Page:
Letter: The right of self-determination for Kashmiris

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Sir: In one brief paragraph of his article, 'Kashmir pays price of the great divide', 18 June, Tim McGirk manages to dispose of, and misrepresent, one of the great upheavals of the 20th century, the partition of India. Contrary to Mr McGirk's suggestion, Britain did not just 'draw a line', thus 'cutting off' Pakistan, and turn its back. Rather, the British government and the government of India were forced by the intransigence and militancy of Jinnah and the Muslim League to divide British India at independence on religious lines into the new states of secular India and Muslim Pakistan; Pakistan itself was an artificial state comprising East and West Pakistan, separated by 1,000 miles of India. Bangladesh is the orphan of that legacy.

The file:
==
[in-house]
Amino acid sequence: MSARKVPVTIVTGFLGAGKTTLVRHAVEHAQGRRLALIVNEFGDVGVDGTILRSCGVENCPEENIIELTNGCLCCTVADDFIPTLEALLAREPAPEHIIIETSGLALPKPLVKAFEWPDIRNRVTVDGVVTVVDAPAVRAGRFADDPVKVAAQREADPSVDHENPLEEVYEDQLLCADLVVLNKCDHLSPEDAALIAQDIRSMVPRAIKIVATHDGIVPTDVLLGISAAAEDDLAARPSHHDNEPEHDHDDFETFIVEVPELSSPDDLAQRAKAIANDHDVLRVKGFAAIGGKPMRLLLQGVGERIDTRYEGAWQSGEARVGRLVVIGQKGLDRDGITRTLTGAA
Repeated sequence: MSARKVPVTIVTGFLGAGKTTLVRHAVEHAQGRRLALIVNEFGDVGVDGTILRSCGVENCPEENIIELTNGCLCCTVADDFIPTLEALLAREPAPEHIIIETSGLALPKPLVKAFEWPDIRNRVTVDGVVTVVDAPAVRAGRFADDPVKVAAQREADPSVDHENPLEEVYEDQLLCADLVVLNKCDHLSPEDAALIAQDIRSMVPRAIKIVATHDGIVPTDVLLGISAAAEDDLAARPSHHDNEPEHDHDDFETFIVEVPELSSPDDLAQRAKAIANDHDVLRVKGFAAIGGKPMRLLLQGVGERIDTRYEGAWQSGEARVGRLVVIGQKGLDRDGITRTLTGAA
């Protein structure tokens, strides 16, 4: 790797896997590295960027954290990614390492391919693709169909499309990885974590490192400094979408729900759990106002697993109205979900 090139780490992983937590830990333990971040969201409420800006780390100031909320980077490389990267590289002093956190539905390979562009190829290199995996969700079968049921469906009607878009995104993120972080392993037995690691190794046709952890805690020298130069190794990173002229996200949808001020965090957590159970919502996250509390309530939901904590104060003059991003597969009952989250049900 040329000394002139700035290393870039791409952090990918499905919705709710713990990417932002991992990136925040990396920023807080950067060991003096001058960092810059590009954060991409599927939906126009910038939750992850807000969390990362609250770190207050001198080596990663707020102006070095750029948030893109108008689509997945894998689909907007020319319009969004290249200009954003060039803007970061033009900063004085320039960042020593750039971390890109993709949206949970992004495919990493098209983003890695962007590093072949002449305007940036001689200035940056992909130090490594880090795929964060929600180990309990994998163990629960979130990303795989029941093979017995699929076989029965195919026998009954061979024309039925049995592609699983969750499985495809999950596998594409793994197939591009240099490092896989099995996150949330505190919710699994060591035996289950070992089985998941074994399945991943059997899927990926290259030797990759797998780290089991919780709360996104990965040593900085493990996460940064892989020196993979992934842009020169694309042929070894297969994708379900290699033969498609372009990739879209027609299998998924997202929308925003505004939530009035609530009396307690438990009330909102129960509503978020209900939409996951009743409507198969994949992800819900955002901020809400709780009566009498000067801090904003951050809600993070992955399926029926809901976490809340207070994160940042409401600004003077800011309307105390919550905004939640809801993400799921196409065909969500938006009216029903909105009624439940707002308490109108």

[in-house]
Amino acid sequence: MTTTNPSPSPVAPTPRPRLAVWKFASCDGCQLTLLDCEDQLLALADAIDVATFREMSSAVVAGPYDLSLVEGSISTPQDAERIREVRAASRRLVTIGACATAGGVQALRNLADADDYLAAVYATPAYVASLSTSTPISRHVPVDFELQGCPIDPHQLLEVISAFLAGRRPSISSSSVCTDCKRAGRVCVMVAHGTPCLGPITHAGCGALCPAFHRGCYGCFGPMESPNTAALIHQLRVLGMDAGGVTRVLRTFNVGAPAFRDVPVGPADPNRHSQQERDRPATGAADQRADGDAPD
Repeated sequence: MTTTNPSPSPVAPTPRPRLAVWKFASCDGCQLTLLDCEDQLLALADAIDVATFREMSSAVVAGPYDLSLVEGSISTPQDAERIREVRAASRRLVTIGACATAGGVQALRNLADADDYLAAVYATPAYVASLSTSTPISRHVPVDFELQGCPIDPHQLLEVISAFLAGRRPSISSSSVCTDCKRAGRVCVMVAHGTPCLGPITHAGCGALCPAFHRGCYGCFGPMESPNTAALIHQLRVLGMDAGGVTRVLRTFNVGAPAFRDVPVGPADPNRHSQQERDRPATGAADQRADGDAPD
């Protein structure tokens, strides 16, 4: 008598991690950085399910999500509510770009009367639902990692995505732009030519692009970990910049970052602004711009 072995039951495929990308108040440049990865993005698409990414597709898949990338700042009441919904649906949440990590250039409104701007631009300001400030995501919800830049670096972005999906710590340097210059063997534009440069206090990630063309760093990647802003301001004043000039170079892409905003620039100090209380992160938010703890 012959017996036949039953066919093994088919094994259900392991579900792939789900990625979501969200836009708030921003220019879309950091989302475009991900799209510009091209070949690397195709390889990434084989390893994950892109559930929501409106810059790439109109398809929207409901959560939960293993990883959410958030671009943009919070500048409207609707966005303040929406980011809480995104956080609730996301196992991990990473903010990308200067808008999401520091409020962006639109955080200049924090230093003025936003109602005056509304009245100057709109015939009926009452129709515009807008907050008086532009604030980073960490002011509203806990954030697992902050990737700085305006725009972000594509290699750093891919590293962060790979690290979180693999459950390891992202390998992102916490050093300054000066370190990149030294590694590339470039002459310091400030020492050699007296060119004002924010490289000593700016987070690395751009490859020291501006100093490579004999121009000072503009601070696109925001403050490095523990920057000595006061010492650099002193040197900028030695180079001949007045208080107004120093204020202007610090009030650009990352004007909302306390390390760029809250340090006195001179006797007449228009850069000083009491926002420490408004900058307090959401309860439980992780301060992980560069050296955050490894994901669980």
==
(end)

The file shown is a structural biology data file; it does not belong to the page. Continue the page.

What is commonly forgotten is that the Princely States, of which Jammu and Kashmir was but one, were not 'part of India' but legally independent states aligned by treaty directly with the King Emperor. In 1947 each of the rulers was invited to join India or Pakistan. The Maharajah of Jammu and Kashmir elected to join India, despite a large Muslim population, with consequences we are witnessing today. The Nizam of Hyderabad, the ruler of an overwhelmingly Muslim state, elected to join Pakistan, a decision which resulted in a 'police action' to incorporate Hyderabad forcibly into India.

There is blame on all sides, more on some than others, but it is a dangerous over-simplification to suggest that the British government 'drew a line' (or two lines) willy-nilly on the map of India and walked away.



London, SW7